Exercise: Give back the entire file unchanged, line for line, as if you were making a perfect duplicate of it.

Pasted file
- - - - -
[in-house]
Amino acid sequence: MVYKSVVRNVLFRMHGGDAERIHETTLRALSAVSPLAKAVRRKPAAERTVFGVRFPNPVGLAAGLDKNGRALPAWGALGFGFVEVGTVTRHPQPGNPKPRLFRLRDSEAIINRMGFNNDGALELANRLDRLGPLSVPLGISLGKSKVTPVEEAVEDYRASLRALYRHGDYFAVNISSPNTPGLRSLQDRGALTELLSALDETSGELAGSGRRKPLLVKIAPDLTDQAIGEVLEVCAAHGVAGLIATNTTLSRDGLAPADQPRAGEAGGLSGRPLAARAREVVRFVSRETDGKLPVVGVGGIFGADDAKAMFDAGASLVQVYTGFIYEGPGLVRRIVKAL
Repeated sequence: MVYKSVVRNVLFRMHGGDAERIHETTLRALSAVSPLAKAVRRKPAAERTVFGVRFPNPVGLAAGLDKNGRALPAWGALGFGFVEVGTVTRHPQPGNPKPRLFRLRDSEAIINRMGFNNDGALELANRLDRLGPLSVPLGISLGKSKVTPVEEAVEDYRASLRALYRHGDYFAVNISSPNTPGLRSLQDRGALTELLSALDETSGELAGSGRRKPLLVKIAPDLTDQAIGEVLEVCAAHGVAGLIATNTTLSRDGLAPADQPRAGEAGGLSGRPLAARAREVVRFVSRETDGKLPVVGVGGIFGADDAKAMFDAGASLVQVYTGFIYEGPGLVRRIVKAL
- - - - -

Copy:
[in-house]
Amino acid sequence: MVYKSVVRNVLFRMHGGDAERIHETTLRALSAVSPLAKAVRRKPAAERTVFGVRFPNPVGLAAGLDKNGRALPAWGALGFGFVEVGTVTRHPQPGNPKPRLFRLRDSEAIINRMGFNNDGALELANRLDRLGPLSVPLGISLGKSKVTPVEEAVEDYRASLRALYRHGDYFAVNISSPNTPGLRSLQDRGALTELLSALDETSGELAGSGRRKPLLVKIAPDLTDQAIGEVLEVCAAHGVAGLIATNTTLSRDGLAPADQPRAGEAGGLSGRPLAARAREVVRFVSRETDGKLPVVGVGGIFGADDAKAMFDAGASLVQVYTGFIYEGPGLVRRIVKAL
Repeated sequence: MVYKSVVRNVLFRMHGGDAERIHETTLRALSAVSPLAKAVRRKPAAERTVFGVRFPNPVGLAAGLDKNGRALPAWGALGFGFVEVGTVTRHPQPGNPKPRLFRLRDSEAIINRMGFNNDGALELANRLDRLGPLSVPLGISLGKSKVTPVEEAVEDYRASLRALYRHGDYFAVNISSPNTPGLRSLQDRGALTELLSALDETSGELAGSGRRKPLLVKIAPDLTDQAIGEVLEVCAAHGVAGLIATNTTLSRDGLAPADQPRAGEAGGLSGRPLAARAREVVRFVSRETDGKLPVVGVGGIFGADDAKAMFDAGASLVQVYTGFIYEGPGLVRRIVKAL